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Local governments across Virginia are struggling to cope with a settlement agreement that will change how the state handles people with intellectual disabilities.
Ever since a federal judge issued a ruling earlier this year to close what Virginia calls "training centers" -- essentially, institutions -- members of the Arlington Community Services Board have been struggling to figure out what's next. Right now, there are more questions than answers, and time is running out.
The Department of Justice determined that the state was essentially warehousing people in violation of the Americans with Disabilities Act, which is forcing most of the training centers to close. Local governments across Virginia will have to pick up the slack. In Arlington, that means the county will have to have to create new group homes for three dozen individuals who are currently living at the Northern Virginia and Central Virginia training centers.
These training centers house residents with intellectual and other disabilities, says Joanna Wise Barnes, chief of the Developmental Disabilities Services Bureau in Arlington.
"I think our biggest concern for professionals in the field is to ensure that there's adequate funding to build community capacity to serve those people as well in the community as they've been served in the training centers," Barnes says.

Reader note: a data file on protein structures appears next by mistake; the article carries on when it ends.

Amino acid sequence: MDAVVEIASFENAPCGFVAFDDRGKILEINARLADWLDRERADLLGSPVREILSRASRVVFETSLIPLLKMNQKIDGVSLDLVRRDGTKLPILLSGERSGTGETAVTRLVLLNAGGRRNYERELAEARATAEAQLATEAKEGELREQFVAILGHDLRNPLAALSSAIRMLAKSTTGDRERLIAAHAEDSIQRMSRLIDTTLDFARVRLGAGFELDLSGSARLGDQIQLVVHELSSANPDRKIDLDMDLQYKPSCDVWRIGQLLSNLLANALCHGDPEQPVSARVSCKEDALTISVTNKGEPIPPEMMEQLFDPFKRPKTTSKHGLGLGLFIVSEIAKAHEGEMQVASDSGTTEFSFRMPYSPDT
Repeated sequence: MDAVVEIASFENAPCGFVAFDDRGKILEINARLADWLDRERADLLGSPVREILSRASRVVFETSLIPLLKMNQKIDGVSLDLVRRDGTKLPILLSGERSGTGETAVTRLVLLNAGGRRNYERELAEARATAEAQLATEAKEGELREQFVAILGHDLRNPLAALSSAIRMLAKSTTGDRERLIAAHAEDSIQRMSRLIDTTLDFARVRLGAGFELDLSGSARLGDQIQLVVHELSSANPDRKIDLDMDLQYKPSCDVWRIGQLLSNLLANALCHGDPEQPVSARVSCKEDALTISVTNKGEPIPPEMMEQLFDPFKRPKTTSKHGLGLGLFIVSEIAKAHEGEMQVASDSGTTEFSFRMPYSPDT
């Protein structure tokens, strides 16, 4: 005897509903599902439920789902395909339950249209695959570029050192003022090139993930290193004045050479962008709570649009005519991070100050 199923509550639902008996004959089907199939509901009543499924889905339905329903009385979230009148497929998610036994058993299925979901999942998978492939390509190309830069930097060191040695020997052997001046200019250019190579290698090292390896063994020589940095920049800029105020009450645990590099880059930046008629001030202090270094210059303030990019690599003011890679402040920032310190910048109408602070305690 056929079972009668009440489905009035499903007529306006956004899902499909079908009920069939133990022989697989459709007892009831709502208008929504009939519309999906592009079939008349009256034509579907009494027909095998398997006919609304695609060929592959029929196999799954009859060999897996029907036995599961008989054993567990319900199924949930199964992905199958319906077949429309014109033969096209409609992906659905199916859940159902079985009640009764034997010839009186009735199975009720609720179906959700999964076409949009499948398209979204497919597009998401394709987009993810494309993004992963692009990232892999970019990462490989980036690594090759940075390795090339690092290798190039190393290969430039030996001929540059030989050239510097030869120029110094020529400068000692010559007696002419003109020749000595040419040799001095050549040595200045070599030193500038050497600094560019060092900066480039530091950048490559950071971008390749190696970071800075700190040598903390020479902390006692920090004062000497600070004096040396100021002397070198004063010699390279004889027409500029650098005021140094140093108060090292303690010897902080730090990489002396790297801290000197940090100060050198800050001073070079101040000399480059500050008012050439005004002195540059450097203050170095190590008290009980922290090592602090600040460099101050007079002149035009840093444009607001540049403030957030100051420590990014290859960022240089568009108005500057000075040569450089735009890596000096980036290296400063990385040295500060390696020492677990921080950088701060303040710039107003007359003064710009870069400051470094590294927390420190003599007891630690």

It will put a big burden on the localities, according to Kurt Larrick, communications director for Arlington Department of Human Services.
"Right now, we don't have vacancies in group homes that would meet their needs, so we would need to build more small group homes in order to accommodate the people who would be coming back to the community," Larrick says.
State officials set aside about $30 million to help local governments set up programs in the community, but it's unclear how much of that money will be available for specific jurisdictions. Meanwhile, the Northern Virginia Training Center is set to close in 2015.